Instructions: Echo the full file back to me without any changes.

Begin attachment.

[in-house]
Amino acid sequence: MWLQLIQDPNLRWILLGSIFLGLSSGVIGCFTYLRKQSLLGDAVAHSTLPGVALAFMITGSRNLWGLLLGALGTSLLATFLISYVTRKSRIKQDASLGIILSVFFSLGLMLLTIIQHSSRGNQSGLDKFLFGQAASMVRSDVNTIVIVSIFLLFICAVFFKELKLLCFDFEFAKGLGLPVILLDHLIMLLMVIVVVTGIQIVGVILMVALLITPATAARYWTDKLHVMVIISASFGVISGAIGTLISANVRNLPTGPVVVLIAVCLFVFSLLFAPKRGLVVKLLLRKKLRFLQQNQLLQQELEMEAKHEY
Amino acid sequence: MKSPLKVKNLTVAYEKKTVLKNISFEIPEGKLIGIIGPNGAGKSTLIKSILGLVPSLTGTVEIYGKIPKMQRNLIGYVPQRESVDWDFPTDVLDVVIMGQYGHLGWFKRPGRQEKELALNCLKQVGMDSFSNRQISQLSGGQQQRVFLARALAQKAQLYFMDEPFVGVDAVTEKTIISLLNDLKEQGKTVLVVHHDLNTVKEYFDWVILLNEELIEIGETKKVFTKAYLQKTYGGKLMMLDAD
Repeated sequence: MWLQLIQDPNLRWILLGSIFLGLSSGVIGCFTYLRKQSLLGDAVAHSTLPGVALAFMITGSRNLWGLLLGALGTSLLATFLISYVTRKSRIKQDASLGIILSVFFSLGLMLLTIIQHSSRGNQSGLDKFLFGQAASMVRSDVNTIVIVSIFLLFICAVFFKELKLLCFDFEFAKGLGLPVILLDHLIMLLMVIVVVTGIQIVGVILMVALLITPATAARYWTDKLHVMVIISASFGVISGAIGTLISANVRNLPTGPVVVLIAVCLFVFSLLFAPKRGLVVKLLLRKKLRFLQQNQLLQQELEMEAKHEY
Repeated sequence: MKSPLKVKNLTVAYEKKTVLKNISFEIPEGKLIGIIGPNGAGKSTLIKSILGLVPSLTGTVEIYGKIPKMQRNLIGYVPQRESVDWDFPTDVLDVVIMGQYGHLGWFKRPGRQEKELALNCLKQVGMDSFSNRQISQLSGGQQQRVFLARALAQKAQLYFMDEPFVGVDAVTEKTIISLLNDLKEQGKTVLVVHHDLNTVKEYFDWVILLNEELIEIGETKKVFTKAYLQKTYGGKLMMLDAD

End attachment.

[in-house]
Amino acid sequence: MWLQLIQDPNLRWILLGSIFLGLSSGVIGCFTYLRKQSLLGDAVAHSTLPGVALAFMITGSRNLWGLLLGALGTSLLATFLISYVTRKSRIKQDASLGIILSVFFSLGLMLLTIIQHSSRGNQSGLDKFLFGQAASMVRSDVNTIVIVSIFLLFICAVFFKELKLLCFDFEFAKGLGLPVILLDHLIMLLMVIVVVTGIQIVGVILMVALLITPATAARYWTDKLHVMVIISASFGVISGAIGTLISANVRNLPTGPVVVLIAVCLFVFSLLFAPKRGLVVKLLLRKKLRFLQQNQLLQQELEMEAKHEY
Amino acid sequence: MKSPLKVKNLTVAYEKKTVLKNISFEIPEGKLIGIIGPNGAGKSTLIKSILGLVPSLTGTVEIYGKIPKMQRNLIGYVPQRESVDWDFPTDVLDVVIMGQYGHLGWFKRPGRQEKELALNCLKQVGMDSFSNRQISQLSGGQQQRVFLARALAQKAQLYFMDEPFVGVDAVTEKTIISLLNDLKEQGKTVLVVHHDLNTVKEYFDWVILLNEELIEIGETKKVFTKAYLQKTYGGKLMMLDAD
Repeated sequence: MWLQLIQDPNLRWILLGSIFLGLSSGVIGCFTYLRKQSLLGDAVAHSTLPGVALAFMITGSRNLWGLLLGALGTSLLATFLISYVTRKSRIKQDASLGIILSVFFSLGLMLLTIIQHSSRGNQSGLDKFLFGQAASMVRSDVNTIVIVSIFLLFICAVFFKELKLLCFDFEFAKGLGLPVILLDHLIMLLMVIVVVTGIQIVGVILMVALLITPATAARYWTDKLHVMVIISASFGVISGAIGTLISANVRNLPTGPVVVLIAVCLFVFSLLFAPKRGLVVKLLLRKKLRFLQQNQLLQQELEMEAKHEY
Repeated sequence: MKSPLKVKNLTVAYEKKTVLKNISFEIPEGKLIGIIGPNGAGKSTLIKSILGLVPSLTGTVEIYGKIPKMQRNLIGYVPQRESVDWDFPTDVLDVVIMGQYGHLGWFKRPGRQEKELALNCLKQVGMDSFSNRQISQLSGGQQQRVFLARALAQKAQLYFMDEPFVGVDAVTEKTIISLLNDLKEQGKTVLVVHHDLNTVKEYFDWVILLNEELIEIGETKKVFTKAYLQKTYGGKLMMLDAD